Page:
During the long history of pearls, the principal oyster beds lay in the Persian Gulf, along the coasts of India and Ceylon (now Sri Lanka), and in the Red Sea. Chinese pearls came mainly from freshwater rivers and ponds, whereas Japanese pearls were found near the coast in salt water. Nearly all the pearls in commerce originated from those few sources. Over the next millennium only three substantive events altered what appeared to be a very stable pattern. Considering the minimal state of pearling in the United States today, it is impressive that two of the three developments occurred in the New World.

As Europe raced to capitalize on what Columbus had stumbled upon, the major powers of the day concentrated on spheres of influence. Spain focused its efforts in Central and South America and the Caribbean. Along both the Atlantic and Pacific coasts of Central America, the Spanish forced slaves to dive for pearls. The English colonizers along North America’s Atlantic coast and French explorers to the north and west, all found native Americans wearing pearls, and they discovered freshwater pearls in the Ohio, Mississippi, and Tennessee River basins. So many gems were exported to Europe that the New World quickly gained the appellation “Land of Pearls.”

What is now the United States, became famous for two products. Its best freshwater pearls fueled a ready market overseas, purchased by people who, unlike the then less sophisticated frontier Americans, knew the rarity and value of large, round, lustrous pearls. Many of the best examples made their way into Europe’s royal gem collections, where they can still be seen on display, usually misidentified as saltwater pearls from the Orient. America also produced mother-of-pearl buttons, which it exported all over the world. Iowa became the center of the trade, shipping billions of iridescent fasteners until World War II, when newly invented plastic virtually drove quality buttons out of the market. Mother-of-pearl, the iridescent coating inside oyster shells, once formed the foundation of a thriving button industry in the U.S.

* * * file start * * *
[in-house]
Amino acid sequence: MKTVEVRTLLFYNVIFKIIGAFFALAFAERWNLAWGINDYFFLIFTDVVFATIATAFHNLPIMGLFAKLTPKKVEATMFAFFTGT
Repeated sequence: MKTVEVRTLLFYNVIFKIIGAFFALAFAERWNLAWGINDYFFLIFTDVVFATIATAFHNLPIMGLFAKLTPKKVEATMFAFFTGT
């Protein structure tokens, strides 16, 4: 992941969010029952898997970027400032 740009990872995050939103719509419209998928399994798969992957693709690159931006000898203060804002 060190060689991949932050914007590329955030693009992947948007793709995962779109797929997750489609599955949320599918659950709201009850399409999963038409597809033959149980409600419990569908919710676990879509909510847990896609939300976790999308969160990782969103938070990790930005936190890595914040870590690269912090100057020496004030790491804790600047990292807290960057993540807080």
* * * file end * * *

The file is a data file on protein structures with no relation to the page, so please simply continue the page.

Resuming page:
While North America set a new standard for large freshwater pearls, white saltwater pearls from the coasts of Panama and Venezuela competed with pearls from Bahrain, and black saltwater pearls from the Bay of California (in what is now Mexico) provided an alternative to Tahitian blacks. More pearls arrived in Spain than the country’s aristocratic market could absorb. As with the emeralds it was mining in Colombia, Spain found ready buyers for its new pearls across Europe and in India.

Those pearl supplies continued into the 1800s, until overfishing in Central American waters and in North American streams depleted the beds. Pollution also took its toll as the United States industrialized. Then, toward the end of the last century, the single event that forever reshaped the pearl trade slowly unfolded in the isolated island nation of Japan.